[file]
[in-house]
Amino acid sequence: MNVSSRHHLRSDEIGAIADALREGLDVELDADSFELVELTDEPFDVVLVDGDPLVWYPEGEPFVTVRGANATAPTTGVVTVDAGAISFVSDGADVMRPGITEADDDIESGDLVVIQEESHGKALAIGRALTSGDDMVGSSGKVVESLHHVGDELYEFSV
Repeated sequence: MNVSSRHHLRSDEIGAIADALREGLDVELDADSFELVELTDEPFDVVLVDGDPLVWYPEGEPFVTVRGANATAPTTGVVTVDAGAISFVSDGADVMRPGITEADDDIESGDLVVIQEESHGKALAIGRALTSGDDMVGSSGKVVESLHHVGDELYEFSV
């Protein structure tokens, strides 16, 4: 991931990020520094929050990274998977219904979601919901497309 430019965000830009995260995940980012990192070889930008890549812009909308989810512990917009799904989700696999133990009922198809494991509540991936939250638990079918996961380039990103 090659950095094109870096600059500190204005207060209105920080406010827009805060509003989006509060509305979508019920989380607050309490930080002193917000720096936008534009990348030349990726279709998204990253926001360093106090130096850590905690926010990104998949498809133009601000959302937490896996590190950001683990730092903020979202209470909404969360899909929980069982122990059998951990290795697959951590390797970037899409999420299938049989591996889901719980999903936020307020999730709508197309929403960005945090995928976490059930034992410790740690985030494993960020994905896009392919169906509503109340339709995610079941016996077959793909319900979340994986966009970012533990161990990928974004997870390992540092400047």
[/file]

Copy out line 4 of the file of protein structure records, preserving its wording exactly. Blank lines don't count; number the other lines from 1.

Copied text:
């Protein structure tokens, strides 16, 4: 991931990020520094929050990274998977219904979601919901497309 430019965000830009995260995940980012990192070889930008890549812009909308989810512990917009799904989700696999133990009922198809494991509540991936939250638990079918996961380039990103 090659950095094109870096600059500190204005207060209105920080406010827009805060509003989006509060509305979508019920989380607050309490930080002193917000720096936008534009990348030349990726279709998204990253926001360093106090130096850590905690926010990104998949498809133009601000959302937490896996590190950001683990730092903020979202209470909404969360899909929980069982122990059998951990290795697959951590390797970037899409999420299938049989591996889901719980999903936020307020999730709508197309929403960005945090995928976490059930034992410790740690985030494993960020994905896009392919169906509503109340339709995610079941016996077959793909319900979340994986966009970012533990161990990928974004997870390992540092400047």